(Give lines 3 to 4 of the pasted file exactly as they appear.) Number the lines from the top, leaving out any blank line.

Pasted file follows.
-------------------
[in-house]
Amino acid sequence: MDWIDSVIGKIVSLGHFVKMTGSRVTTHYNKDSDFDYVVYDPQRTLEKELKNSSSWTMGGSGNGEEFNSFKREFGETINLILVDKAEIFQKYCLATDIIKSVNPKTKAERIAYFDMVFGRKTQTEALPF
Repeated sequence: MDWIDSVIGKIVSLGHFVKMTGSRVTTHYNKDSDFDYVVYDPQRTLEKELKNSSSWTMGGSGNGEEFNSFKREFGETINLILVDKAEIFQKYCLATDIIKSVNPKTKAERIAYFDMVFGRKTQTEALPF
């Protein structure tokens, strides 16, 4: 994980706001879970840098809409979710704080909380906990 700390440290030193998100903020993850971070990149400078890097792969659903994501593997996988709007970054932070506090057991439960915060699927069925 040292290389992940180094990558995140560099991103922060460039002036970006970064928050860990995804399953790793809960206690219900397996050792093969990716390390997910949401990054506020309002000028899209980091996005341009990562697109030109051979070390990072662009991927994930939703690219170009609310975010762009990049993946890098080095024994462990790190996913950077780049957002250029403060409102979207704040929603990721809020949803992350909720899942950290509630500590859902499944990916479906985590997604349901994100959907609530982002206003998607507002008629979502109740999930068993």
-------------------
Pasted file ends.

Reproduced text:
Repeated sequence: MDWIDSVIGKIVSLGHFVKMTGSRVTTHYNKDSDFDYVVYDPQRTLEKELKNSSSWTMGGSGNGEEFNSFKREFGETINLILVDKAEIFQKYCLATDIIKSVNPKTKAERIAYFDMVFGRKTQTEALPF
């Protein structure tokens, strides 16, 4: 994980706001879970840098809409979710704080909380906990 700390440290030193998100903020993850971070990149400078890097792969659903994501593997996988709007970054932070506090057991439960915060699927069925 040292290389992940180094990558995140560099991103922060460039002036970006970064928050860990995804399953790793809960206690219900397996050792093969990716390390997910949401990054506020309002000028899209980091996005341009990562697109030109051979070390990072662009991927994930939703690219170009609310975010762009990049993946890098080095024994462990790190996913950077780049957002250029403060409102979207704040929603990721809020949803992350909720899942950290509630500590859902499944990916479906985590997604349901994100959907609530982002206003998607507002008629979502109740999930068993």